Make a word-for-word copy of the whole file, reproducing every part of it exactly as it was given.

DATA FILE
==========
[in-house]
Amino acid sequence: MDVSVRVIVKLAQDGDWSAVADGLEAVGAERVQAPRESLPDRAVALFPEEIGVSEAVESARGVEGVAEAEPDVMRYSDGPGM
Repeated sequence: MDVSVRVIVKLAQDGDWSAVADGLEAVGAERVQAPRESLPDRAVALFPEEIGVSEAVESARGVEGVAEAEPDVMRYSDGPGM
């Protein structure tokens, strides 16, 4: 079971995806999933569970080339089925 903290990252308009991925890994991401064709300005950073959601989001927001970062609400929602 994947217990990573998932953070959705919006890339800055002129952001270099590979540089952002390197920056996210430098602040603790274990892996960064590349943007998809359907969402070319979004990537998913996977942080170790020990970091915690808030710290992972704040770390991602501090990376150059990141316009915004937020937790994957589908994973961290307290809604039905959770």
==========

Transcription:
[in-house]
Amino acid sequence: MDVSVRVIVKLAQDGDWSAVADGLEAVGAERVQAPRESLPDRAVALFPEEIGVSEAVESARGVEGVAEAEPDVMRYSDGPGM
Repeated sequence: MDVSVRVIVKLAQDGDWSAVADGLEAVGAERVQAPRESLPDRAVALFPEEIGVSEAVESARGVEGVAEAEPDVMRYSDGPGM
């Protein structure tokens, strides 16, 4: 079971995806999933569970080339089925 903290990252308009991925890994991401064709300005950073959601989001927001970062609400929602 994947217990990573998932953070959705919006890339800055002129952001270099590979540089952002390197920056996210430098602040603790274990892996960064590349943007998809359907969402070319979004990537998913996977942080170790020990970091915690808030710290992972704040770390991602501090990376150059990141316009915004937020937790994957589908994973961290307290809604039905959770």